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Media Statement

For Immediate Release: May 12, 2011
Contact: CDC Online Newsroom
(404) 639-3286

Statement by CDC Director Thomas R. Frieden, M.D., M.P.H., on Early End of HPTN 052 Study

CDC welcomes the report today from NIH that early HIV treatment can dramatically reduce the risk that an HIV-positive person will transmit the virus to their heterosexual partner. The study, known as HPTN 052, showed that early initiation of anti-retroviral therapy (ART) for HIV-positive people who were heterosexual led to a dramatic reduction in HIV transmission to the HIV-uninfected partner. We are also encouraged by the finding that early as opposed to delayed treatment also showed promise in reducing HIV-associated disease, especially tuberculosis.

These results represent another significant step forward in HIV prevention and reinforce the importance of people everywhere knowing their HIV status and being linked to services for HIV prevention, care and treatment – all of which are key components of CDC HIV prevention strategies. They also remind us of the urgency of ensuring that testing and treatment are widely available, that ARVs are becoming an important component of HIV prevention strategies, and that prevention and treatment for HIV are inseparable.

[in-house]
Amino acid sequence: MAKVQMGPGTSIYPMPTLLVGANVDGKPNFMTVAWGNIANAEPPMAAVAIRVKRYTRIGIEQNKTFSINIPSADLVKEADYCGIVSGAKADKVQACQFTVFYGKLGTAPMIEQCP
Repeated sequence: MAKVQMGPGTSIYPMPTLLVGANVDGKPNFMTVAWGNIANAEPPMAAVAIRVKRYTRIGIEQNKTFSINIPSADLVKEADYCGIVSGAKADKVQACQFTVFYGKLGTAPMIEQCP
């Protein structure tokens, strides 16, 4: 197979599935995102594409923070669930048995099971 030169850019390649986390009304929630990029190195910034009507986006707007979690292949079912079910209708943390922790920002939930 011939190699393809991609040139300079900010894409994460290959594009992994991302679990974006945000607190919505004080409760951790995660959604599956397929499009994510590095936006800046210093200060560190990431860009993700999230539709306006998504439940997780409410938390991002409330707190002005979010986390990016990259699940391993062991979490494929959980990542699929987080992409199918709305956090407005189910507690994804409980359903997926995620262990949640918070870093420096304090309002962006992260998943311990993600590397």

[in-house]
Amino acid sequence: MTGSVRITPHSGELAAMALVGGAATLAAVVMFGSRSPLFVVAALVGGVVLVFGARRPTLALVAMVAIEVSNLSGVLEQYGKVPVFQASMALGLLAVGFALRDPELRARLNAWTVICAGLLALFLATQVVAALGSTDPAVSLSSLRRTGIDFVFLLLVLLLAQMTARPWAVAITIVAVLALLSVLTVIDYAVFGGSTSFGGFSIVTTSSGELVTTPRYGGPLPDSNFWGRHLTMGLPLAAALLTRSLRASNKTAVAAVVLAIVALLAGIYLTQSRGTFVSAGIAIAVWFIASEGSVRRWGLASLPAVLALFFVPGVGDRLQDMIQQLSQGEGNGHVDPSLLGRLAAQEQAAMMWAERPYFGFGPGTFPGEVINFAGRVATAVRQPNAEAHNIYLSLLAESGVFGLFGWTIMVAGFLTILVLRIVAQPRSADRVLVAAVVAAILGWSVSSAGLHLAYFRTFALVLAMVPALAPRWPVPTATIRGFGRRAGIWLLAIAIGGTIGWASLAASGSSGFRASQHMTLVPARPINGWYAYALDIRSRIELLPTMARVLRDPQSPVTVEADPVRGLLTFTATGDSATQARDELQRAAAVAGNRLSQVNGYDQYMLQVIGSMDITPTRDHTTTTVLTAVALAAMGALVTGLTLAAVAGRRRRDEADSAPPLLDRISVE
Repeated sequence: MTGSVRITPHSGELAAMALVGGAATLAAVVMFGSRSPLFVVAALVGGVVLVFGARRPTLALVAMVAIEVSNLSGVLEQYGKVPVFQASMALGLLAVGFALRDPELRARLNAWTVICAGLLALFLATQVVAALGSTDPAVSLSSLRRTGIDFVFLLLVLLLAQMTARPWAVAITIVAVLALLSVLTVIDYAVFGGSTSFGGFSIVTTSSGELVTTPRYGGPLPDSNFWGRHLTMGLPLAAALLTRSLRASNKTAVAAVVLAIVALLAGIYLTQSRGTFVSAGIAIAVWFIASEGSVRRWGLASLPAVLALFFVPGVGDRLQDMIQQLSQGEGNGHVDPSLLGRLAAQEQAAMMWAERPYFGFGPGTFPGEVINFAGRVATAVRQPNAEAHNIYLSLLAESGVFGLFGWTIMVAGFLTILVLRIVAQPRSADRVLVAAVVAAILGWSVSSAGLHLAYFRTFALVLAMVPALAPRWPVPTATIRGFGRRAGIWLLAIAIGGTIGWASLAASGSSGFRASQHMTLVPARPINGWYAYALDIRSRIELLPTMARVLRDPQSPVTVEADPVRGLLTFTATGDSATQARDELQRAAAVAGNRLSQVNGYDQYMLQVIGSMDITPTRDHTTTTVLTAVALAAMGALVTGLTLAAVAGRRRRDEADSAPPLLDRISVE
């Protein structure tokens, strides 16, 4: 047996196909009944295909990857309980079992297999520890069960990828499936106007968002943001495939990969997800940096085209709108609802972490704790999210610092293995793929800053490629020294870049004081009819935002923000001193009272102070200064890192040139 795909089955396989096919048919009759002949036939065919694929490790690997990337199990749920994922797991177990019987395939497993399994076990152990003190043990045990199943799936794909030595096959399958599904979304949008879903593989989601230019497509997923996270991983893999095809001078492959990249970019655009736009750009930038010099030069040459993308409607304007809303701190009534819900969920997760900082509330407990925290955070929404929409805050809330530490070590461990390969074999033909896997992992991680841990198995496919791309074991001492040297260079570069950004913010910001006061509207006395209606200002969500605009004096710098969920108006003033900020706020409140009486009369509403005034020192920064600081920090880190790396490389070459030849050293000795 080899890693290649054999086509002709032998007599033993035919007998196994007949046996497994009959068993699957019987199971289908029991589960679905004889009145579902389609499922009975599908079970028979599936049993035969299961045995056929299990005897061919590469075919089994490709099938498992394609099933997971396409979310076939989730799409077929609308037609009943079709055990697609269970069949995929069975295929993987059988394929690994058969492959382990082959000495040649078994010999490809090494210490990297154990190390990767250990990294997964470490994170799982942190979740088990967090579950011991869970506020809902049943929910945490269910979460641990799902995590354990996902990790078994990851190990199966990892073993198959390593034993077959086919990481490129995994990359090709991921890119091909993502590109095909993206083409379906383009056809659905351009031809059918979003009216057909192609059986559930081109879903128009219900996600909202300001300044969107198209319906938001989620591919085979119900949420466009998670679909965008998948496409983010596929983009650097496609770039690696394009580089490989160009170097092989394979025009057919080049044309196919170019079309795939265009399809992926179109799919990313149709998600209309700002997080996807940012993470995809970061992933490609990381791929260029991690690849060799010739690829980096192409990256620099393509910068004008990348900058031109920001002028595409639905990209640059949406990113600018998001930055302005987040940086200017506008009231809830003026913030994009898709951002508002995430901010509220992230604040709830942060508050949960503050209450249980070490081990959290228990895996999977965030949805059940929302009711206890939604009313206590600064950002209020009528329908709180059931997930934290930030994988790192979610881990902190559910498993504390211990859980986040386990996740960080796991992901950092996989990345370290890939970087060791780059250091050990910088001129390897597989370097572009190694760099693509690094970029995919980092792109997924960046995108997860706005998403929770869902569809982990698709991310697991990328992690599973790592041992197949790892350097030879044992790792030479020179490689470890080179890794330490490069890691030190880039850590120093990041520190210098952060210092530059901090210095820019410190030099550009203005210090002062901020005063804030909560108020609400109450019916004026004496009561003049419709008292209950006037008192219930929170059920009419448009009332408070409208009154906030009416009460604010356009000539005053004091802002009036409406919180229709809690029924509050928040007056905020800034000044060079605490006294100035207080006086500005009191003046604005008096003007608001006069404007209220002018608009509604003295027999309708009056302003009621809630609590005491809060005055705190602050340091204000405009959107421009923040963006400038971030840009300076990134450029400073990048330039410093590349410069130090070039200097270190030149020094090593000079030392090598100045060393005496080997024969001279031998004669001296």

While today's announcement provides cause for optimism that this approach may help reduce new HIV infections overall in the United States and around the world, the degree of impact at a population level will depend on many factors, including the real-world feasibility of scaling up intensive testing and care services in a broad range of settings, as well as the ability for individuals to maintain high levels of drug adherence over time.

However, HIV-positive people cannot assume they are not infectious simply because they are already on treatment medications. It is critical that individuals maintain close contact with their healthcare providers, in order to monitor viral load, and to maintain consistent treatment and care services over time.

I am proud that CDC participated in this life-saving effort, with our own research center in Kenya serving as one of the 13 trial sites. With NIH, the White House Office of National AIDS Policy, the Office of the Global AIDS Coordinator and other PEPFAR partners, and WHO, we look forward to exploring the implications of these findings for current programs and future use as part of effective combination prevention strategies.

Thomas R. Frieden, MD, MPH
Centers for Disease Control and Prevention


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